Depakote’s Risk of Possible Birth Defects

Last week, the Pittsburgh Post-Gazette reported that “despite major advances in research, between 30 and 40 percent of all people diagnosed with depression don’t respond to standard treatments.”

According to the Post-Gazette, the failure rate for depression treatment is “unacceptable,”, and is an example of how doctors have a long way to go into making chronic depression a disorder they can treat effectively.

The newspaper reported that doctors and researchers still do not fully understand the biology of depression and only have partial answers to why imbalanced brain chemicals and “misfired connections” in the brain occur.

“It’s very frustrating actually,” Mary Phillips, a brain-imaging expert at the University of Pittsburgh, told the Pittsburgh Post-Gazette. “The treatments for depression have developed in the absence of biomarkers, and yet we are now getting neuroimaging results and, somehow, we have to figure out a way to marry these two things.”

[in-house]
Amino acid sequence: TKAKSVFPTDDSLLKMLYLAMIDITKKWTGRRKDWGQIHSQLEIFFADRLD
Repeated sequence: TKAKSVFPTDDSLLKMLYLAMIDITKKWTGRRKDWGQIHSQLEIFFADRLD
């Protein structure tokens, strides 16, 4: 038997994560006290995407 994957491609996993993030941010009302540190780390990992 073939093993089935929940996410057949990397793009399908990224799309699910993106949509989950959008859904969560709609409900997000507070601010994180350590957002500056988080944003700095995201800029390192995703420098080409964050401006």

Antidepressants or selective serotonin reuptake inhibitors (SSRIs) including Zoloft, Paxil and Prozac are often used to treat people who suffer from mood disorders. It is troubling that researchers know very little about how effective these medications are, as they have been linked to many complications, including birth defects among children whose mothers took them during pregnancy.

These birth defects include cleft lip and palate, persistent pulmonary hypertension of the newborn (PPHN), septal heart defects, craniosynostosis, limb defects, omphalocele and anal atresia.

Our pharmaceutical drug and device attorneys have fought for mothers who have had children born with defects from SSRIs. If you have been injured, contact our SSRI attorneys by calling toll-free at (888)841-9623. We can help you obtain compensation for your child’s injuries.

ZK’s ‘Did You Know?’: Some notable SSRIs include Paxil, Pexeva, Prozac, Sarafem, Symbyax, Lexapro and Celexa.